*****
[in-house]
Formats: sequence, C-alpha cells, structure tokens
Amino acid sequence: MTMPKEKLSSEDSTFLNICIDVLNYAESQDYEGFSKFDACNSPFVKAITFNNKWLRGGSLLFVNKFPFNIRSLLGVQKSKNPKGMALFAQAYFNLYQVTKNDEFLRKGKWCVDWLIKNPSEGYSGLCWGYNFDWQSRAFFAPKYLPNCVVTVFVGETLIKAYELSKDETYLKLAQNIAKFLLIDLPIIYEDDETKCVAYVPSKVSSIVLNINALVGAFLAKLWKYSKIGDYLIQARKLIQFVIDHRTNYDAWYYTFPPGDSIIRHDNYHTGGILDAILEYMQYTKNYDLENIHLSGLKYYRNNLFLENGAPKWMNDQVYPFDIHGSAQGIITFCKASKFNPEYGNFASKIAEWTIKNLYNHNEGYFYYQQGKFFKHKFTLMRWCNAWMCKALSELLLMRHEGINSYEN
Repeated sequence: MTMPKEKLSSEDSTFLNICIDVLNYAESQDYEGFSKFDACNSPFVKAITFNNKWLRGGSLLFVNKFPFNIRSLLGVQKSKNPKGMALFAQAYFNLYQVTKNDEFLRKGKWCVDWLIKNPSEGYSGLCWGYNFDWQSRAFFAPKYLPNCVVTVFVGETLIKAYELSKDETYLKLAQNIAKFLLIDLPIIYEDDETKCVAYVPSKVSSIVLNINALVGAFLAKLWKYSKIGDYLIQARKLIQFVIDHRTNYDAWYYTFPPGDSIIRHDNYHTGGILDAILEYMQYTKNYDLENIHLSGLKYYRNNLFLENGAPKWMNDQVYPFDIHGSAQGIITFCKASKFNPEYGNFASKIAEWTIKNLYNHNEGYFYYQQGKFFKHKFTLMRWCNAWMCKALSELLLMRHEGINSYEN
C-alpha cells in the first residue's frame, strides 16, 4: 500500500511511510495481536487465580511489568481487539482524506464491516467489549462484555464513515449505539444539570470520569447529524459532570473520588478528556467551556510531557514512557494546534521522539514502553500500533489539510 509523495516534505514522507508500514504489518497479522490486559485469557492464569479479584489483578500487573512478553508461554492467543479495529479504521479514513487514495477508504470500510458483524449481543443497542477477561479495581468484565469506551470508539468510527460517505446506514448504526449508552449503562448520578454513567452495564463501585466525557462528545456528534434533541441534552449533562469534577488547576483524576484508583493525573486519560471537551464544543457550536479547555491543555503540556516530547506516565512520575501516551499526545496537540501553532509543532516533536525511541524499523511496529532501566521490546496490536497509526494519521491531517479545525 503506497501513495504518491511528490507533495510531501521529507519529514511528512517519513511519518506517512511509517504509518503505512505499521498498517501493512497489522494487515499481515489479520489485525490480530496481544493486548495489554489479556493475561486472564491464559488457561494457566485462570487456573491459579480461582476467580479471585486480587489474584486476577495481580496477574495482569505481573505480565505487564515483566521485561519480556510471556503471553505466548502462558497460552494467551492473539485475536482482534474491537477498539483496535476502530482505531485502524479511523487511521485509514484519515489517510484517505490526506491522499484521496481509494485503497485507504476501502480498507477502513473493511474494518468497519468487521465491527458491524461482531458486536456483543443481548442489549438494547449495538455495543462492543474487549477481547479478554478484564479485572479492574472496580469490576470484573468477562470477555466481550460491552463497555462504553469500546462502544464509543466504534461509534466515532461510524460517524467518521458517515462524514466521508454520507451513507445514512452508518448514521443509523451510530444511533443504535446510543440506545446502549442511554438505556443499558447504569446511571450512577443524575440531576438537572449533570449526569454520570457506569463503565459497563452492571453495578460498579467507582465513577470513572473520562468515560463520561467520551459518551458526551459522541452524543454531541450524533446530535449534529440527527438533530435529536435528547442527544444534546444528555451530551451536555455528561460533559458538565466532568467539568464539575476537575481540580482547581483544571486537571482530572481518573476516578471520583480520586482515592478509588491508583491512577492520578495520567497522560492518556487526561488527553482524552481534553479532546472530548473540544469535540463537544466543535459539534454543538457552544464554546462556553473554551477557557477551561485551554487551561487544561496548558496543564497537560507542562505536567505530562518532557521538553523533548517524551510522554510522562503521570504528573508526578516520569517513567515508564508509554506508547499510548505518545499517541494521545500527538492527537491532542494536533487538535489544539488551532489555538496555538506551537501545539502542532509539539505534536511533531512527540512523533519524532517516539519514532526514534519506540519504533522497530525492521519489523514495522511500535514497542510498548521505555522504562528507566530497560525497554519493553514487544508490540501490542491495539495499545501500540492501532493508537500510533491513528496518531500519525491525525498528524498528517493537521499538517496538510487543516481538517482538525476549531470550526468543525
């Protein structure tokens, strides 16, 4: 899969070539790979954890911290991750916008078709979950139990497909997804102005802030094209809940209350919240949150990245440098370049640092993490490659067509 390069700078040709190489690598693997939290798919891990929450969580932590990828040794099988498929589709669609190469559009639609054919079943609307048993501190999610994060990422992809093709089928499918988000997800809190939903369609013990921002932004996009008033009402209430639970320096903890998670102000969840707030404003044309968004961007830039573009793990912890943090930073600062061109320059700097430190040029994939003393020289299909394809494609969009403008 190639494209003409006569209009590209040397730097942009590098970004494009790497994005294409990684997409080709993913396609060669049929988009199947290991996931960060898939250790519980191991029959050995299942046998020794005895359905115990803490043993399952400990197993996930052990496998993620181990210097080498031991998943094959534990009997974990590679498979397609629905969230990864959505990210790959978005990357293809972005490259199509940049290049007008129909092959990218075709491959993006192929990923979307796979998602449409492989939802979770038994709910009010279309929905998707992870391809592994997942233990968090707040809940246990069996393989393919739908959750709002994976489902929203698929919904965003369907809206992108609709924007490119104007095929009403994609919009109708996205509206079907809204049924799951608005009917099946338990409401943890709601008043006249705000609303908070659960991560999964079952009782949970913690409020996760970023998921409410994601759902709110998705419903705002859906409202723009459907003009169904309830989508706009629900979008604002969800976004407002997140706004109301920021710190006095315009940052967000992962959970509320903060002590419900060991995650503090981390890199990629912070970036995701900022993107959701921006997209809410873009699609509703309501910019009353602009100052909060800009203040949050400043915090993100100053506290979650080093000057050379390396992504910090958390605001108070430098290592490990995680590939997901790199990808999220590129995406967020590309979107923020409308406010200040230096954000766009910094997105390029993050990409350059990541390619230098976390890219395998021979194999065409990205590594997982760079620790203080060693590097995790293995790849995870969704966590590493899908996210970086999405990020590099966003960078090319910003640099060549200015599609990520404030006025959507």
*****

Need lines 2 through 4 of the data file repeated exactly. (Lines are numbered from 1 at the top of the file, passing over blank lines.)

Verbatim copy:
Formats: sequence, C-alpha cells, structure tokens
Amino acid sequence: MTMPKEKLSSEDSTFLNICIDVLNYAESQDYEGFSKFDACNSPFVKAITFNNKWLRGGSLLFVNKFPFNIRSLLGVQKSKNPKGMALFAQAYFNLYQVTKNDEFLRKGKWCVDWLIKNPSEGYSGLCWGYNFDWQSRAFFAPKYLPNCVVTVFVGETLIKAYELSKDETYLKLAQNIAKFLLIDLPIIYEDDETKCVAYVPSKVSSIVLNINALVGAFLAKLWKYSKIGDYLIQARKLIQFVIDHRTNYDAWYYTFPPGDSIIRHDNYHTGGILDAILEYMQYTKNYDLENIHLSGLKYYRNNLFLENGAPKWMNDQVYPFDIHGSAQGIITFCKASKFNPEYGNFASKIAEWTIKNLYNHNEGYFYYQQGKFFKHKFTLMRWCNAWMCKALSELLLMRHEGINSYEN
Repeated sequence: MTMPKEKLSSEDSTFLNICIDVLNYAESQDYEGFSKFDACNSPFVKAITFNNKWLRGGSLLFVNKFPFNIRSLLGVQKSKNPKGMALFAQAYFNLYQVTKNDEFLRKGKWCVDWLIKNPSEGYSGLCWGYNFDWQSRAFFAPKYLPNCVVTVFVGETLIKAYELSKDETYLKLAQNIAKFLLIDLPIIYEDDETKCVAYVPSKVSSIVLNINALVGAFLAKLWKYSKIGDYLIQARKLIQFVIDHRTNYDAWYYTFPPGDSIIRHDNYHTGGILDAILEYMQYTKNYDLENIHLSGLKYYRNNLFLENGAPKWMNDQVYPFDIHGSAQGIITFCKASKFNPEYGNFASKIAEWTIKNLYNHNEGYFYYQQGKFFKHKFTLMRWCNAWMCKALSELLLMRHEGINSYEN